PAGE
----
Published on October 18th, 2017 | by Steve Hanley0
Tesla Model 3 Supercharging Costs — More Info, Low Costs
October 18th, 2017 by Steve Hanley
This story about the Tesla Model 3 was first published by Gas2.
Originally, all Tesla owners were entitled to use the company’s Supercharger network of fast chargers free. Roll in, charge up, roll out any old time and as often as you like. After a few years, Tesla CEO Elon Musk emphasized during an earnings call that Superchargers were intended for those travelling away from home and not for daily use. There was some dark muttering from the Tesla faithful, but life soon got back to normal.
Recently, Tesla announced new owners would be eligible for up to 400 kWh of free charging a year — enough to drive about 1,000 miles, although certain cars purchased through the company’s owner referral program still qualified for a lifetime of free Supercharger access.
And what about the Model 3? How much free Supercharger time would its owners be entitled to?
We reported last month, after Tesla confirmed, that Tesla Model 3 owners wouldn’t get any free Supercharging, but we now have that extra confirmed by a driver as well + more details on costs — his, at least.
But a few of those cars are out driving around on public roads now and the answer appears to be “none.” As in, “not any.” That’s according to Model 3 owner PTFI, who tweeted about his recent experience using the Tesla Supercharger located at the popular Harris Ranch facility located halfway between Los Angeles and San Francisco.
Model 3 owners don’t get ANY free Supercharging…Period pic.twitter.com/7fzMabompA
— PTFI (@TheRealPTFI) October 17, 2017
The amount charged for electricity at a Supercharger facility is fixed in each state in the US. The customer is charged for each minute of use and the rate varies according to the state of charge of the battery in the car at the time. In PTFI’s case, the 43 kWh of electricity used is enough to drive about 170 miles.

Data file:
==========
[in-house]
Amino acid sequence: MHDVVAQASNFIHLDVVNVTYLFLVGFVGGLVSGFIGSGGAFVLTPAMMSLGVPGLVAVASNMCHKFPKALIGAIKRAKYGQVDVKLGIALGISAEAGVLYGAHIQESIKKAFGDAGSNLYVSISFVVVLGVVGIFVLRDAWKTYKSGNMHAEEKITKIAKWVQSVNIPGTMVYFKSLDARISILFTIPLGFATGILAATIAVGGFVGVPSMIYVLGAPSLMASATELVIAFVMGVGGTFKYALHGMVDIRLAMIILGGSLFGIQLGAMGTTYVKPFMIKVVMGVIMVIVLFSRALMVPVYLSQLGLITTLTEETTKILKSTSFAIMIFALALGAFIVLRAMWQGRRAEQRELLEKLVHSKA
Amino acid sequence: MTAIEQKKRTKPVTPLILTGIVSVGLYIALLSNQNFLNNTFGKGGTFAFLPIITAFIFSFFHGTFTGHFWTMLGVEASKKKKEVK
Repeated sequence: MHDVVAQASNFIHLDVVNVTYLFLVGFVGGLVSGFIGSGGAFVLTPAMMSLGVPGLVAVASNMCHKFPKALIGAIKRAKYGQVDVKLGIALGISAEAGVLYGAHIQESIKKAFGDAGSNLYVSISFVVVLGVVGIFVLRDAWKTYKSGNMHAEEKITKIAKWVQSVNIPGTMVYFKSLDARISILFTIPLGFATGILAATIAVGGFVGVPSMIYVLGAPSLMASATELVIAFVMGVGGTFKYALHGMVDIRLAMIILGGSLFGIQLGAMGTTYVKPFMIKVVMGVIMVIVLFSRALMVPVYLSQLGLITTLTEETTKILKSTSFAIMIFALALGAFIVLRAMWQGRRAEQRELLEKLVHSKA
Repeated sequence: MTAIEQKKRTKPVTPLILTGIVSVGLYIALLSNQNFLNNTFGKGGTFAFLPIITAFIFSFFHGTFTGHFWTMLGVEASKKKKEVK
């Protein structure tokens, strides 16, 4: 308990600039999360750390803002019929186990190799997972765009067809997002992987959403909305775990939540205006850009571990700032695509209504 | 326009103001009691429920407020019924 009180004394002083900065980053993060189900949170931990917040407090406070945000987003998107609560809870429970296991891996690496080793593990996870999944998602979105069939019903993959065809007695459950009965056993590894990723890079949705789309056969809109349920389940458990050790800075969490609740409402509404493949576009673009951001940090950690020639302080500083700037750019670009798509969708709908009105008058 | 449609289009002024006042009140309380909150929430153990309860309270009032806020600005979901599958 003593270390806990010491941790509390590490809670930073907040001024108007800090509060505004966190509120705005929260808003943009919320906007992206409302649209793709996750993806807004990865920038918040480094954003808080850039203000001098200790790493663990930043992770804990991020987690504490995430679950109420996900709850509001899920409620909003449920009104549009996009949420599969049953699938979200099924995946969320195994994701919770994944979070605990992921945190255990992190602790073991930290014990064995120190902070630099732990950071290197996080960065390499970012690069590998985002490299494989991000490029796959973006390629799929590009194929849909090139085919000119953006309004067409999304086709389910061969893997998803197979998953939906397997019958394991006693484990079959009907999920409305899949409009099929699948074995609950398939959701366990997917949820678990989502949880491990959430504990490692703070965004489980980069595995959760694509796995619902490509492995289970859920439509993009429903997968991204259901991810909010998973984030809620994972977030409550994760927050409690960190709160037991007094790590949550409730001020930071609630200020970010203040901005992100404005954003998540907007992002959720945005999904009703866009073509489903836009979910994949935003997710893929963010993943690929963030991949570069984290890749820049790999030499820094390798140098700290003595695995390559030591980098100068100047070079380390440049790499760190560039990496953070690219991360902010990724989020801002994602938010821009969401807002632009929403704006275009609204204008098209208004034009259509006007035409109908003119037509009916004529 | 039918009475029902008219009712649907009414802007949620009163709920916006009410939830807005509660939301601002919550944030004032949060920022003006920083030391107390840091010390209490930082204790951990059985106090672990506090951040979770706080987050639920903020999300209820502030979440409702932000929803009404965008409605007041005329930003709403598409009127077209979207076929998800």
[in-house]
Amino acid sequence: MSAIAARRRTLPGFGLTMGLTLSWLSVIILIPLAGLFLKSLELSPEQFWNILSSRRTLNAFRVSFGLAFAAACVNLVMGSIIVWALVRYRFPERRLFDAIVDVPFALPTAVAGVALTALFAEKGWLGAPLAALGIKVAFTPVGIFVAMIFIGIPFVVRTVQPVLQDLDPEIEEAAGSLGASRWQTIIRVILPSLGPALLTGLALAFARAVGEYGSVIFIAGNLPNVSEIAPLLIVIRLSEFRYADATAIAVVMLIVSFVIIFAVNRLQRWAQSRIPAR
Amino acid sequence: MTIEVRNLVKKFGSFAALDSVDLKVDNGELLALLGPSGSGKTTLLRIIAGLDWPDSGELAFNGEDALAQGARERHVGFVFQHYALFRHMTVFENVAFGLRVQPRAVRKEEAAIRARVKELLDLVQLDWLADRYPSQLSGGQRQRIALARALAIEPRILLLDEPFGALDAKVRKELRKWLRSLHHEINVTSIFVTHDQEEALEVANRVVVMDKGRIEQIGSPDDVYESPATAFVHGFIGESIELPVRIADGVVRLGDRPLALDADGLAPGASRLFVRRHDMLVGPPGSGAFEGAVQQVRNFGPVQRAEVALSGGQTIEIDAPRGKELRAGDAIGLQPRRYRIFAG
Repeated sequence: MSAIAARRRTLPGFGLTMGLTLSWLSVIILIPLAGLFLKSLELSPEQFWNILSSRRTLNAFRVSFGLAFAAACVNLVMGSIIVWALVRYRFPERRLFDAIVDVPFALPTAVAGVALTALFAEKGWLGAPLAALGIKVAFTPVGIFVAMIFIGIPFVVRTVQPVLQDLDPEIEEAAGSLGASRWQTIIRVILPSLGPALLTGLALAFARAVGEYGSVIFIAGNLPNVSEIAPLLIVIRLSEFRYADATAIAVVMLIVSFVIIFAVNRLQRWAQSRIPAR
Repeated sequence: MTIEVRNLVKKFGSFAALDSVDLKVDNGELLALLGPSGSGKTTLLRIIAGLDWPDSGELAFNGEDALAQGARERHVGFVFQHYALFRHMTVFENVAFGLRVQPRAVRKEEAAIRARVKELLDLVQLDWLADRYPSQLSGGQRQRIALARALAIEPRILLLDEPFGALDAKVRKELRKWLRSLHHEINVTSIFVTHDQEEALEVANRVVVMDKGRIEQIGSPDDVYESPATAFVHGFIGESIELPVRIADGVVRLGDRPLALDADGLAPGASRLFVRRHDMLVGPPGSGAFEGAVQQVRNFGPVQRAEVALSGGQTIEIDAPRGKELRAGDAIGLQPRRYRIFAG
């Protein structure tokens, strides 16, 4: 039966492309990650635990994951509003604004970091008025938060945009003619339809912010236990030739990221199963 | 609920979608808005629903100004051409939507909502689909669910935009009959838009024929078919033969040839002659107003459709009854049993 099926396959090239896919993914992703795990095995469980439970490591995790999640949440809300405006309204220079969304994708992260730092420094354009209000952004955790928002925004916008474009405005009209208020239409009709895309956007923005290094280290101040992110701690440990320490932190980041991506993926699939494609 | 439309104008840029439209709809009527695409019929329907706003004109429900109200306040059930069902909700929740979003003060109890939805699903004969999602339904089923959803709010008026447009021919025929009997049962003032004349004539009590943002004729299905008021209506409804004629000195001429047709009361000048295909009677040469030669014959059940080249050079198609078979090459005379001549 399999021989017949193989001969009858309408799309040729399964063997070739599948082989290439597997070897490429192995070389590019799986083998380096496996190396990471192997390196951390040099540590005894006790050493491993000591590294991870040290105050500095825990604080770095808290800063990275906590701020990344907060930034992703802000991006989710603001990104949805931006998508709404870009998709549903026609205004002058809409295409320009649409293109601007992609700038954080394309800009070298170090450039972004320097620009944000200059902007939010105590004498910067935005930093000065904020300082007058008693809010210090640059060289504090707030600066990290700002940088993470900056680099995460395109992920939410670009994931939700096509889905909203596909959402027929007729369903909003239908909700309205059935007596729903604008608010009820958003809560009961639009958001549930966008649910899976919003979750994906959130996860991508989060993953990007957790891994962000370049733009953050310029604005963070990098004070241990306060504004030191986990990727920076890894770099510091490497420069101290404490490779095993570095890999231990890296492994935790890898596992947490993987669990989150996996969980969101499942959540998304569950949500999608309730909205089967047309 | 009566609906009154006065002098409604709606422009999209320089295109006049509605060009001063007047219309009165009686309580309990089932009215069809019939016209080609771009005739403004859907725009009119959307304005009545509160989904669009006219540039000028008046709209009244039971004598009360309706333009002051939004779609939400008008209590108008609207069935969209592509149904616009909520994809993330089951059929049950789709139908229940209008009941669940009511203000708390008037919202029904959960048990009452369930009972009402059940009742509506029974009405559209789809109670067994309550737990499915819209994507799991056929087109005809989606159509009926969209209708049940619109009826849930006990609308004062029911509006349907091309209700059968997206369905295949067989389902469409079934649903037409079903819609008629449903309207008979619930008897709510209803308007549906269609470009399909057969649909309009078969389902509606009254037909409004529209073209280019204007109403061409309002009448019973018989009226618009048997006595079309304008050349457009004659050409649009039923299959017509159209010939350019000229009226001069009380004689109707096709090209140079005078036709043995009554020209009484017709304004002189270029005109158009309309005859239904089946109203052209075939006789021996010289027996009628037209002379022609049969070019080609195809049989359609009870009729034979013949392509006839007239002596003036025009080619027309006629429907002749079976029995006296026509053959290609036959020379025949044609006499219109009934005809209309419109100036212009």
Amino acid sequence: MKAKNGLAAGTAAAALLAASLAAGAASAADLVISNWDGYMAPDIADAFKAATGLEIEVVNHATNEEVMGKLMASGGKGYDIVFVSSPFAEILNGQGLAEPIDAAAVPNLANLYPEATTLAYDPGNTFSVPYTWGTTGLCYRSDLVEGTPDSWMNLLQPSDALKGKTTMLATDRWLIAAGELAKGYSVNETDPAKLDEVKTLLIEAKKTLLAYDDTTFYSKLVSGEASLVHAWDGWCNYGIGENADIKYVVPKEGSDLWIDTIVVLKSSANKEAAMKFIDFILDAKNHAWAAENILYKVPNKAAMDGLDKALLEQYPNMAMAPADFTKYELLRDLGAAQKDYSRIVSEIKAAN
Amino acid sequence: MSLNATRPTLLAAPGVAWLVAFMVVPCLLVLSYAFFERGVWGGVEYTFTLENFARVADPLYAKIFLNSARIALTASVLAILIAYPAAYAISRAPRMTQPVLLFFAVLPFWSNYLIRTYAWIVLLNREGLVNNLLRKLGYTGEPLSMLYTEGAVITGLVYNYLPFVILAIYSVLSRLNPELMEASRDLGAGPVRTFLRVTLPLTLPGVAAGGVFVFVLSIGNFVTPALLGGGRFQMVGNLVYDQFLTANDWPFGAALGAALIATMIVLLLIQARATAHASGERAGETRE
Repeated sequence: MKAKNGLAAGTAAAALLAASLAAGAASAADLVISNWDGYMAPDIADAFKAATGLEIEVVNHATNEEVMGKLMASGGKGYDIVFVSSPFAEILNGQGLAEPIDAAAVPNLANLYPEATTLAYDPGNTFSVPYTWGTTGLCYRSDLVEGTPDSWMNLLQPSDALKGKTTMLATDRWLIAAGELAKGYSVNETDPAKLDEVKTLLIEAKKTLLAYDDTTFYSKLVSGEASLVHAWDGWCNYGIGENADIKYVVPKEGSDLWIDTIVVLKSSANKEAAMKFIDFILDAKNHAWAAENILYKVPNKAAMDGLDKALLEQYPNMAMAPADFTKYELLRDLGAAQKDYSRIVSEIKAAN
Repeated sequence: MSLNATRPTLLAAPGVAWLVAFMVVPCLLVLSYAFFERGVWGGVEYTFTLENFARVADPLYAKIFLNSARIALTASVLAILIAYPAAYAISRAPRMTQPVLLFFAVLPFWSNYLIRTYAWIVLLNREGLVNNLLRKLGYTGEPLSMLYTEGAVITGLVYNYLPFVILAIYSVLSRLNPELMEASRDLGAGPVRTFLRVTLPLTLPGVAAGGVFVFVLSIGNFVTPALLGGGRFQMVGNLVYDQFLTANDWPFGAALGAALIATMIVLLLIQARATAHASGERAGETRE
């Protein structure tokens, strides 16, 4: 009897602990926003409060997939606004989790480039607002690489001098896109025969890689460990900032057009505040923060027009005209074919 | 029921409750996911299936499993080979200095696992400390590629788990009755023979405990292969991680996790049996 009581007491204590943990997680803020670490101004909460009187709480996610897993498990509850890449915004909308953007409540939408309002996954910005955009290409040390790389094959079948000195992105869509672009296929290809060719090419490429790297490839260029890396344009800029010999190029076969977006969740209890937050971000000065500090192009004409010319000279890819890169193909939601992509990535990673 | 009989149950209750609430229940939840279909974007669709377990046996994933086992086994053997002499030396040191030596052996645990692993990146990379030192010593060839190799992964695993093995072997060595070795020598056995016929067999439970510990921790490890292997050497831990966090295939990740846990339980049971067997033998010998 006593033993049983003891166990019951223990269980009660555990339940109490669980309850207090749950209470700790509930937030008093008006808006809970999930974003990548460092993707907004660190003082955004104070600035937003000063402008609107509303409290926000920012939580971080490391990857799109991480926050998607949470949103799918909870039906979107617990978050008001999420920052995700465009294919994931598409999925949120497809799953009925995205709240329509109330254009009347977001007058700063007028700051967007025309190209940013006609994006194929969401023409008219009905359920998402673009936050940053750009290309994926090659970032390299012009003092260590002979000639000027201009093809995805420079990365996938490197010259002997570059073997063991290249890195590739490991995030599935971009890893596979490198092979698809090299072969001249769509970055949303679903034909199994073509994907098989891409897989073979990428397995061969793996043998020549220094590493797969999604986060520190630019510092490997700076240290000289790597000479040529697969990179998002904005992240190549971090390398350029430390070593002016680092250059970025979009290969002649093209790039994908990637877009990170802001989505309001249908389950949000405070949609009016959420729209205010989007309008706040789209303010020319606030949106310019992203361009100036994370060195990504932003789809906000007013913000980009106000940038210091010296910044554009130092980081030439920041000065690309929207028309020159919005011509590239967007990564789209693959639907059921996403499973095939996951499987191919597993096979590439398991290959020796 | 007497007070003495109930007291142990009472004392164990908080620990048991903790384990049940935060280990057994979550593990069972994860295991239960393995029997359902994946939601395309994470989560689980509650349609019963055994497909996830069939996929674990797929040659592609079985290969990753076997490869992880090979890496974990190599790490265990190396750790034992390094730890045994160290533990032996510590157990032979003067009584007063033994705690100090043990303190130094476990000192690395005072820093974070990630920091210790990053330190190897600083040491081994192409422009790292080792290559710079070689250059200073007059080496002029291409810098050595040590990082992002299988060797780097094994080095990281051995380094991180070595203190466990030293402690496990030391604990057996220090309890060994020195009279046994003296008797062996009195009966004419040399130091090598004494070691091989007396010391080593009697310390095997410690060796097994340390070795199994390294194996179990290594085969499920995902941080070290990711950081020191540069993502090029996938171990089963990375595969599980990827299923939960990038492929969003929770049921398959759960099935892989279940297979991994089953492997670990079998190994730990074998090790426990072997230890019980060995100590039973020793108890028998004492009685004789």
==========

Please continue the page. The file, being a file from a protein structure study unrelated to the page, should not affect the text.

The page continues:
For comparison purposes, a conventional car that gets 25 miles per gallon would need roughly 7 gallons of gasoline to go the same distance. Assuming a price of $3 a gallon (Californians tend to pay more for gas than the rest of Americans), that works out to $21 to travel the same distance — nearly three times the cost of electricity.
So don’t be too disappointed if you are a Tesla Model 3 owner waiting for your car to be delivered. Your cost of electricity will still be much less than your neighbor with that gasmobile will pay for fuel. Plus, every mile you drive will be emissions free. The icing on the cake is that Tesla is committed to getting the electricity for its Supercharger locations from the greenest source available in the area. Eventually, the company intends for all of them to be solar powered.
Some may carp that Tesla should have been more forthcoming with its Model 3 customers. Finding out about the change from a Tweet instead of directly from the company does not reflect well on Tesla’s customer relations policies.
But Tesla continues to expand its Supercharger network aggressively. Owners in North America have access to many more fast chargers than drivers of any other electric car. So weep if you must for the end of the Tesla free charging era, then pick yourself up, dust yourself off, and go drive your Model 3 with pride knowing you own the most coveted automobile on the planet.
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